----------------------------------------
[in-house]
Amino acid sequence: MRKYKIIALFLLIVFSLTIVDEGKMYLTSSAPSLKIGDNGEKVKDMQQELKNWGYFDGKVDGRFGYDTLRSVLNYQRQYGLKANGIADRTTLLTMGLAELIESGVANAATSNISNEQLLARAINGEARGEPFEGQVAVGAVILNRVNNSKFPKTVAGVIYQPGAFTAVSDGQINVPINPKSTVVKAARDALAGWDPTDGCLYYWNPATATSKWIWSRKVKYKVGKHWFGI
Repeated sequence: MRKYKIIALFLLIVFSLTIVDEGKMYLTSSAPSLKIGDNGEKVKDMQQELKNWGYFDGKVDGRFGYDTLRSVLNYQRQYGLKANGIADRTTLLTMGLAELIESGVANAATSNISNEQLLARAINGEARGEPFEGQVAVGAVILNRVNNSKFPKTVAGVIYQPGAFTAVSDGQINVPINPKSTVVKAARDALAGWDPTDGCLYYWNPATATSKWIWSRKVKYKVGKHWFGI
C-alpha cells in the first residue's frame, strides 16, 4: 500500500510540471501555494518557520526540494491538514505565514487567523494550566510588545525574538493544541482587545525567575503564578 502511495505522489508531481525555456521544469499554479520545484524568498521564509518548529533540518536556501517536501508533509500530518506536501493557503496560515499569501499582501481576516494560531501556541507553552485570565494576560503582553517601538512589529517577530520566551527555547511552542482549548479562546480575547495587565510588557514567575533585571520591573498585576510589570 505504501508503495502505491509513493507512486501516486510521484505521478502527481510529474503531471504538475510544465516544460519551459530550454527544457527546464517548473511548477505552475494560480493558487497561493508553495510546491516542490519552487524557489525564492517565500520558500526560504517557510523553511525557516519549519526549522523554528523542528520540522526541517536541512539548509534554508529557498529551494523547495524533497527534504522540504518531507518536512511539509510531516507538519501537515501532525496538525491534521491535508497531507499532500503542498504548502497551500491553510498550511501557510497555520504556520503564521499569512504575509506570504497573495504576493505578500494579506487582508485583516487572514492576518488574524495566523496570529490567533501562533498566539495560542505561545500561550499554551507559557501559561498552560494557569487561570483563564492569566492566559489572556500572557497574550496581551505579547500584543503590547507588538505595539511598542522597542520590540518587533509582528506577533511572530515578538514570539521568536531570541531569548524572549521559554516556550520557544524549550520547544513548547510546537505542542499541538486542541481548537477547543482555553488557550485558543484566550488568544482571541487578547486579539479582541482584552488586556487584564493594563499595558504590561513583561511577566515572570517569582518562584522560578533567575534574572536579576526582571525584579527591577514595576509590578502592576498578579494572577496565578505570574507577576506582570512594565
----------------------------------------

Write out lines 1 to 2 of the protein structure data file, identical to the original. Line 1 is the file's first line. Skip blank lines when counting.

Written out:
[in-house]
Amino acid sequence: MRKYKIIALFLLIVFSLTIVDEGKMYLTSSAPSLKIGDNGEKVKDMQQELKNWGYFDGKVDGRFGYDTLRSVLNYQRQYGLKANGIADRTTLLTMGLAELIESGVANAATSNISNEQLLARAINGEARGEPFEGQVAVGAVILNRVNNSKFPKTVAGVIYQPGAFTAVSDGQINVPINPKSTVVKAARDALAGWDPTDGCLYYWNPATATSKWIWSRKVKYKVGKHWFGI